Presented at the National Institution of Corrections Teleconference on Restorative Justice, December 12, 1996, were the “Basic Values of Restorative Justice”. They are as follows:
(1). Crime is an offense against human relationships.
(2). Victims and the community are central to the justice process.
(3). Thefirst priority of the justice system is to assist victims.
(4). The second priority is to restore the community, to the degree possible.
(5). The offender has personal responsibility to victims and to the community for crimes committed.
(6). Stakeholders share responsibilities for Restorative Justice through partnerships for action.
(7). The offender will develop improved competency and understanding as a result of the Restorative Justice experience.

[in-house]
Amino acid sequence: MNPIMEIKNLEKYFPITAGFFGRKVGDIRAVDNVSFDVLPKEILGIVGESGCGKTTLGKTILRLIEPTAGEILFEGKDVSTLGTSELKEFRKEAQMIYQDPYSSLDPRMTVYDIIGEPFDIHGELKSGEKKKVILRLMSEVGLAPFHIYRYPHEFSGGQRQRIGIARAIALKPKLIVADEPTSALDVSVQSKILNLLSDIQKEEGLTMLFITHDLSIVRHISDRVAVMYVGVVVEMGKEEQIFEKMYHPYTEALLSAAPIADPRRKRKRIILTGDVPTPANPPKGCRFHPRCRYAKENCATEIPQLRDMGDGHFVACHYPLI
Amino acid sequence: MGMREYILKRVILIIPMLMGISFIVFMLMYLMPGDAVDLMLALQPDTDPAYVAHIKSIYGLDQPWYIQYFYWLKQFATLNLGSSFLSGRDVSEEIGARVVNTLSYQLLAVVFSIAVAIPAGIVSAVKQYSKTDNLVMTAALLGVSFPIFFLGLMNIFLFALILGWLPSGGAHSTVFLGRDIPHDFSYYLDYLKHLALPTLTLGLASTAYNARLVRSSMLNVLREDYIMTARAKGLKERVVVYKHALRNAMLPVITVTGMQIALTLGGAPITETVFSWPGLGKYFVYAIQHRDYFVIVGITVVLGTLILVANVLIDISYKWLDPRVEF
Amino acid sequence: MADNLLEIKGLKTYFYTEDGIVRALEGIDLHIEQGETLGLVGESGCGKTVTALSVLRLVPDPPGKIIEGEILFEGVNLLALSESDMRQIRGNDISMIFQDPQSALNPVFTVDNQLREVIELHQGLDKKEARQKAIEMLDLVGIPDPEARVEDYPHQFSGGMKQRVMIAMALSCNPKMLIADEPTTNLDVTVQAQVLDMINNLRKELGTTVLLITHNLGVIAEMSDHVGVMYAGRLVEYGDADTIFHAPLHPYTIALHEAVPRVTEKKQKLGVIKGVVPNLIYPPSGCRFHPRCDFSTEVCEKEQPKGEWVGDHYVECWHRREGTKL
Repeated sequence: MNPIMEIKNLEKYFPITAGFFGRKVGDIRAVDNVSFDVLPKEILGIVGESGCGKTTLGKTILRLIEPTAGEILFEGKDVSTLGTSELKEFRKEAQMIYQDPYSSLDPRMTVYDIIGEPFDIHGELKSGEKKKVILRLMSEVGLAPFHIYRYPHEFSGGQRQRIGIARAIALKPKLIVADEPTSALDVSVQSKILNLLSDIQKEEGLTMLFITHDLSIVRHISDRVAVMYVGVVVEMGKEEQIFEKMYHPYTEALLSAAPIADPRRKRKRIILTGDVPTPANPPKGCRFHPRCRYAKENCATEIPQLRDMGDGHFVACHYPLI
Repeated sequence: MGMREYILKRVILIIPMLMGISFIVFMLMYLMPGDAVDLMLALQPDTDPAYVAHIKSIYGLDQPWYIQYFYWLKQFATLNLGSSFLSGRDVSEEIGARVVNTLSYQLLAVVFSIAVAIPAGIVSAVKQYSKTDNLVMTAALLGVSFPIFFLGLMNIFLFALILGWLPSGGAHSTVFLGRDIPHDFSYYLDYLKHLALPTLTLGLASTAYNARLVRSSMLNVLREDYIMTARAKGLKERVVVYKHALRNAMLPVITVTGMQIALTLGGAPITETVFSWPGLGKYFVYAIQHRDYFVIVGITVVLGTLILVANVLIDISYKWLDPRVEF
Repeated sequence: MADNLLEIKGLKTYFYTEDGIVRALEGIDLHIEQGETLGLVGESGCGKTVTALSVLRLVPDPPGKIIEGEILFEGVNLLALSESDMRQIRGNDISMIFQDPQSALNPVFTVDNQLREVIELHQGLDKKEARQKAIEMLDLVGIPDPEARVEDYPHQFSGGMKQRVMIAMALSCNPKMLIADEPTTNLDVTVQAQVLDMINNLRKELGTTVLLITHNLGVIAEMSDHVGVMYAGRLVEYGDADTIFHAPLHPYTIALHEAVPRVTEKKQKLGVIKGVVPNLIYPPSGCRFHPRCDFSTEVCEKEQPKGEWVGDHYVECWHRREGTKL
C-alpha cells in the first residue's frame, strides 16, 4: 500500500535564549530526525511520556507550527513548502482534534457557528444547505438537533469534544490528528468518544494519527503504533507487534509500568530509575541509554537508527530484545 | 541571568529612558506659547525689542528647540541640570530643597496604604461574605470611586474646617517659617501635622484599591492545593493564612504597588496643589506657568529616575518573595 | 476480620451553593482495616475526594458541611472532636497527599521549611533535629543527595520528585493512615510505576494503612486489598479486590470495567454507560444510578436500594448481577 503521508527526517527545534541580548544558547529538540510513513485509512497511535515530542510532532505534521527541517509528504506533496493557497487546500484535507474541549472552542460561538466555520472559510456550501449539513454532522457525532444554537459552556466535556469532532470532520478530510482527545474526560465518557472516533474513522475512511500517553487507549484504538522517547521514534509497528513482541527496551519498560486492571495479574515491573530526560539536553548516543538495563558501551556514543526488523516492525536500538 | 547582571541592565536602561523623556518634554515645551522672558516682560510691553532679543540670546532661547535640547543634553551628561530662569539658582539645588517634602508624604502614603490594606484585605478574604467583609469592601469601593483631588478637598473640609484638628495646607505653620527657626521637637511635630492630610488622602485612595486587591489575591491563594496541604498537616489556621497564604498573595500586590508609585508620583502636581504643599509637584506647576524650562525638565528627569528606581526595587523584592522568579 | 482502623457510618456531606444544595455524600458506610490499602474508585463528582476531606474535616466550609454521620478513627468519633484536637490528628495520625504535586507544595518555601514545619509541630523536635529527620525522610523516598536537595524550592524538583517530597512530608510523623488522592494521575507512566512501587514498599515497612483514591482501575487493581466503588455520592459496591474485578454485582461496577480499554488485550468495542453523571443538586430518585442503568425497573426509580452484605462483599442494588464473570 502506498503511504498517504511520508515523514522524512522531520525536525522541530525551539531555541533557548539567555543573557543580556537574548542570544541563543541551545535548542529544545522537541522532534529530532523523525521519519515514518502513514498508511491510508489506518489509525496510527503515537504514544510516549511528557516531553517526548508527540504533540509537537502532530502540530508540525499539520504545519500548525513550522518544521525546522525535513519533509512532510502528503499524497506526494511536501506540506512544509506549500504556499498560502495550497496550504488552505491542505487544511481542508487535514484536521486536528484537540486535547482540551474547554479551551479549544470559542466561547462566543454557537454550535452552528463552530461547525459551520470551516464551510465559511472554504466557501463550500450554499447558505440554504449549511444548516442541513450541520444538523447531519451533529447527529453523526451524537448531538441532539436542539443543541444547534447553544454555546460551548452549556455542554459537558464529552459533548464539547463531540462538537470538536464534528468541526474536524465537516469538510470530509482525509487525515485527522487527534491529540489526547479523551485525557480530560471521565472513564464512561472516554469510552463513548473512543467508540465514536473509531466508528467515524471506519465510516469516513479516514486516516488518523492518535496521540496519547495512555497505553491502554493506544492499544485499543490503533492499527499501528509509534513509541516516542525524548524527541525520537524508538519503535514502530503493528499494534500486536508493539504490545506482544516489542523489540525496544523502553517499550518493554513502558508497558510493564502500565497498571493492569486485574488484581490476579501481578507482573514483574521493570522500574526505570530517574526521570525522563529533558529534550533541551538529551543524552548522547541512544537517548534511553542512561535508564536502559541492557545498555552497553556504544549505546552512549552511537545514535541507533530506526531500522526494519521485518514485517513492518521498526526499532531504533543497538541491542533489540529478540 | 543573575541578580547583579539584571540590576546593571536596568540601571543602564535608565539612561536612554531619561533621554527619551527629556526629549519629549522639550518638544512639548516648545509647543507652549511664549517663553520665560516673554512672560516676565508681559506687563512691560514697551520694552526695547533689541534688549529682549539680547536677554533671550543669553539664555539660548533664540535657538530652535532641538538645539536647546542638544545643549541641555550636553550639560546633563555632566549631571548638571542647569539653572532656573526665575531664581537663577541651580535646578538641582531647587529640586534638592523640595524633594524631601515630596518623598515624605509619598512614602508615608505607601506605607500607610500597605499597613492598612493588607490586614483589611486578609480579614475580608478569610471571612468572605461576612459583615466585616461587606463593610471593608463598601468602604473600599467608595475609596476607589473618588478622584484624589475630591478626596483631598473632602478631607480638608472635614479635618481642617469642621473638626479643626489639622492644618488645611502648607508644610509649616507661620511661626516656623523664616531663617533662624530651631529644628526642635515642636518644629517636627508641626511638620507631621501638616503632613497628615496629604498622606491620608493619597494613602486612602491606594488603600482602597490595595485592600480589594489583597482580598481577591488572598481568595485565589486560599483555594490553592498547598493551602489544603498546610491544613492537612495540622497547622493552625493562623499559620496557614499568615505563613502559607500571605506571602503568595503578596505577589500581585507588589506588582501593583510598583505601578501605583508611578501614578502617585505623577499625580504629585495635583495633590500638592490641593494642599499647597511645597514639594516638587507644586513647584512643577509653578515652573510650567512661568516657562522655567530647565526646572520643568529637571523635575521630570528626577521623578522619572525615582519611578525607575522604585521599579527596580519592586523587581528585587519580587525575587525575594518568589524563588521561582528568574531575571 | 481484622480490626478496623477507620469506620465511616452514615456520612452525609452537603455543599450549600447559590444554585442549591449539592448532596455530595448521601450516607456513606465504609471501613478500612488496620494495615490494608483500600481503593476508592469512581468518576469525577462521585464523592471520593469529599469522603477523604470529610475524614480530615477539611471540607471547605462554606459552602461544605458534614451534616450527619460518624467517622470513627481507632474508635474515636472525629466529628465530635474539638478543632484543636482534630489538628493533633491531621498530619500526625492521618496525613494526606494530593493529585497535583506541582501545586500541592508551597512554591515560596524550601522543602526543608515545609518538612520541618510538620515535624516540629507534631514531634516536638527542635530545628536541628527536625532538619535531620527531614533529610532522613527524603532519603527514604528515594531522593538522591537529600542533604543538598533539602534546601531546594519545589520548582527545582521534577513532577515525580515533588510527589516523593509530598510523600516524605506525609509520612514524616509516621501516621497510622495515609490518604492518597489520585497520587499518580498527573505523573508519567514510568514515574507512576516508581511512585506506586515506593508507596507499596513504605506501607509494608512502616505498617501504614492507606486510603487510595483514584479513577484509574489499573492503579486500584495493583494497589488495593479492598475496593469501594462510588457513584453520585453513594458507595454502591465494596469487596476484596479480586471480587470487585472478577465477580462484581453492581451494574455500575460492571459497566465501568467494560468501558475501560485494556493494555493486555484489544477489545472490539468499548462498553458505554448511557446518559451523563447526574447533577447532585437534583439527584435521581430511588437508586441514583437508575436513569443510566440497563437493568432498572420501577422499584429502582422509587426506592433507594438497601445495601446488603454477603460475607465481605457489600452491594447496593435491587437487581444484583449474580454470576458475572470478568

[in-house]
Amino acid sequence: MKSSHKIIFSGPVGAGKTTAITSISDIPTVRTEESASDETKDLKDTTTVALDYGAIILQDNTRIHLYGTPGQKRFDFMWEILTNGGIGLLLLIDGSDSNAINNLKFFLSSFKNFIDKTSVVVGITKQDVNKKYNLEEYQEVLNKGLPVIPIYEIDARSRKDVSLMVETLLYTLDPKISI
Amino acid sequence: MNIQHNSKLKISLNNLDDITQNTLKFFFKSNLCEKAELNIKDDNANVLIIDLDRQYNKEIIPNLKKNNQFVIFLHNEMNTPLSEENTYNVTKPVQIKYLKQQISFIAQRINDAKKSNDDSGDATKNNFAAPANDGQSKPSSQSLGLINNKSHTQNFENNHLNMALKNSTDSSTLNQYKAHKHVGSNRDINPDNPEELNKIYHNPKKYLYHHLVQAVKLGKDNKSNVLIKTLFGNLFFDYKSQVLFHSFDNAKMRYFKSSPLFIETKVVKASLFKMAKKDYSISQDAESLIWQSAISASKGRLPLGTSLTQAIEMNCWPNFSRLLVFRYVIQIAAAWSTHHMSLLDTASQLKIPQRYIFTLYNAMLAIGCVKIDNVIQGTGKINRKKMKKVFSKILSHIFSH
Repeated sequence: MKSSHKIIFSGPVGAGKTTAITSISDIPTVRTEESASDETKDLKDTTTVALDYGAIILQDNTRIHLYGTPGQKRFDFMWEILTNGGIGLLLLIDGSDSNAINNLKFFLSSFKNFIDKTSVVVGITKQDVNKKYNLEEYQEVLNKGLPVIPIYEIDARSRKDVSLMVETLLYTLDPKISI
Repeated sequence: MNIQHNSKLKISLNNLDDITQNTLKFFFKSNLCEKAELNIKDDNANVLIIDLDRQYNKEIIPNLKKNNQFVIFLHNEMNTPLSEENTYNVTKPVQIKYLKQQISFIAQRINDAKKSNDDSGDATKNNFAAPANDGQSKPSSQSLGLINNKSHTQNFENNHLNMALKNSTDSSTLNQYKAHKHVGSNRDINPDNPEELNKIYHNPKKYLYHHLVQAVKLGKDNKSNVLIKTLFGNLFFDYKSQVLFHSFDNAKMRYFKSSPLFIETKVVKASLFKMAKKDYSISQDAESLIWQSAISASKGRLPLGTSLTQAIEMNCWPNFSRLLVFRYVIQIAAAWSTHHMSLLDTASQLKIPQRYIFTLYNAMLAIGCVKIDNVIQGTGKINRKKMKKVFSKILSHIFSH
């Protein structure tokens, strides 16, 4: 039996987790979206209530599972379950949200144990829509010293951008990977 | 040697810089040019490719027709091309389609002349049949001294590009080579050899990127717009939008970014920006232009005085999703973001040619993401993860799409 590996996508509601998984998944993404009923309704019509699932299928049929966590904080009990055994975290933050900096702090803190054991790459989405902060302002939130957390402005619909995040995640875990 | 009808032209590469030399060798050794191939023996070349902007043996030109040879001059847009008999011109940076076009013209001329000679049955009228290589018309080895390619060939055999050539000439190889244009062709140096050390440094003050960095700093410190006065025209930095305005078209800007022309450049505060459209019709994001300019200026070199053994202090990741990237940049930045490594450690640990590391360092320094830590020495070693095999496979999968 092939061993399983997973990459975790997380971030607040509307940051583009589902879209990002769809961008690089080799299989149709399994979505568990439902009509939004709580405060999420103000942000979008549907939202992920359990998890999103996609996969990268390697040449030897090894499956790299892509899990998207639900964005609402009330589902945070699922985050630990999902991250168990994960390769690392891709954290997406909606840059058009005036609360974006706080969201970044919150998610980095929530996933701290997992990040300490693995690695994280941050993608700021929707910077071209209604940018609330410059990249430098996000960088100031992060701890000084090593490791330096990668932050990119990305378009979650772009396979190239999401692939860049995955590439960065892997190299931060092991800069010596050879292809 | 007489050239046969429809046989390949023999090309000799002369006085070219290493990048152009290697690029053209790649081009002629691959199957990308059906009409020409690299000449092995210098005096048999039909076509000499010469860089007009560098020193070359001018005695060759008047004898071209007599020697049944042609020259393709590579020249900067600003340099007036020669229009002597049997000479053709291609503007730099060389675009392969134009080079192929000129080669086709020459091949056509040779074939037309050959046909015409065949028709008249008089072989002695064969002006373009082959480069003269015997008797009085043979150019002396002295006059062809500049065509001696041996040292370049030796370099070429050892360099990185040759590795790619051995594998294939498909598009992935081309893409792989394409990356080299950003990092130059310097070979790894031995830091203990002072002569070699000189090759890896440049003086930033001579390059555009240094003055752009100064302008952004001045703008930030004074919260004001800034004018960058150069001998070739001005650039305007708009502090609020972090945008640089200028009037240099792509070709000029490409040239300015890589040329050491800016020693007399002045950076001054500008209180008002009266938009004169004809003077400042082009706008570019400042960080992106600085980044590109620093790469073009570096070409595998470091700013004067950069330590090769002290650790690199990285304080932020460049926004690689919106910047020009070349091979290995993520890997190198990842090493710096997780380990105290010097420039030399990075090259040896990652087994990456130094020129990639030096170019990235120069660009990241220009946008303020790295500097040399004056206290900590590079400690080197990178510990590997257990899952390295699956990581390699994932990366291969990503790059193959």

Restorative Justice is an intellectual rather than an emotional approach to criminal justice. It is an avenue of reform that is comparable to an infant in its evolution. Medically we still are exploring the human brain and the linkages in it that create morality, reciprocity, and aggression. Only learned men and women without prejudices can in most cases judge whether another man is capable of reform or is a true threat to our societal goals. Kay Pranis, the Restorative Justice Planner from the Minnesota Department of Corrections, believes like others in the reformative movement in the concept of building a new understanding of justice based on a foundation of democracy, caring, and mutual responsibility.
The state of Vermont is blazing, and will continue to blaze, new frontiers in the Reformative Justice Model that is now implemented in the states correctional policies. John F. Gorczyk, Commissioner of the Vermont Department of Corrections, and Dave Peebles, the director of planning for the department, opened a conference on July 25, 1998 at Dartmouth College on Reparative Justice. They presented the theory an…